Memory dumps come in two flavors user mode dumps or kernel mode dumps. The user mode dumps is a snapshot of a process and the memory it addresses, kind of like stopping at a break point while your debugging in Visual Studio, but you do not have the ability move forward. For deep analysis of crash dumps WinDbg is probably the most flexible tool but it can be a little intimidating for beginners to start using. There are a few alternatives out there but I would like to propose Visual Studio as the first stop for crash dump analysis.
What is a crash?
For crash scenarios there is really only a few different things that might be going on, the most common by far being are unhandled exceptions. This is where the exception occurs but it is not placed in a try catch block and it is allowed to go up the stack and it becomes what we refer to as a second chance exception which will, inevitably, crash the process. If your applications is using ASP.NET there is a good chance that your unhandled exception will get swallowed by the framework, thereby permitting the developer to safely show off an error page rather than wait for the w3wp process to restart.
Additionally OutOfMemoryException, StackOverflowException and ExecutionEngineException can cause crashes without going to 2nd chance. StackOverflowException and OutOfMemoryException are both cases where there is insufficient space for a function to handle the exception. In contrast the ExecutionEngineException is typically a bug in the framework, I am not sure how common these are and truth be told I have never witnessed one.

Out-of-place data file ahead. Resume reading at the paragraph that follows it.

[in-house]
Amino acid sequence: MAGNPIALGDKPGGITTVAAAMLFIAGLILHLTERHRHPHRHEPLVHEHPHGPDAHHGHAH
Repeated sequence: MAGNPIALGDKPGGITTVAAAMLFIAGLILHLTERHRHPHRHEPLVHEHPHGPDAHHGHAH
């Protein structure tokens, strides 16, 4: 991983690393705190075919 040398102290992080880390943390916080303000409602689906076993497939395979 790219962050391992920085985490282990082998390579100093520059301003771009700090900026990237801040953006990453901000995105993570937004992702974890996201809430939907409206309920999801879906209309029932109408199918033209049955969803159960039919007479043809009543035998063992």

Handling a crash dump with Visual Studio
I am going to capture my crash dump using procdump with a command like this (6344 is the process id):
procdump.exe -e -ma 6344
Over the years Visual Studio has gotten pretty good with memory dumps, this is especially true when you have your symbols and source code lined up with the dump. If you were more inclined to to use WinDbg you might execute the !ClrStack command which will show a list of the call stacks for every thread, allowing you to manually look for a stack that ended with the 2nd chance exception.
This is much more straightforward with Visual Studio, once you have opened up the dump file click the Debug with Managed Only button on the right side of the summary page and it will automatically open the source at the location of the exception, on the the correct thread and the Call Stack, Watch and Immediate windows will all be active.
This is a simple example but given all the information restored to your Locals window it might be clearer what was directly responsible for the crash in the first place.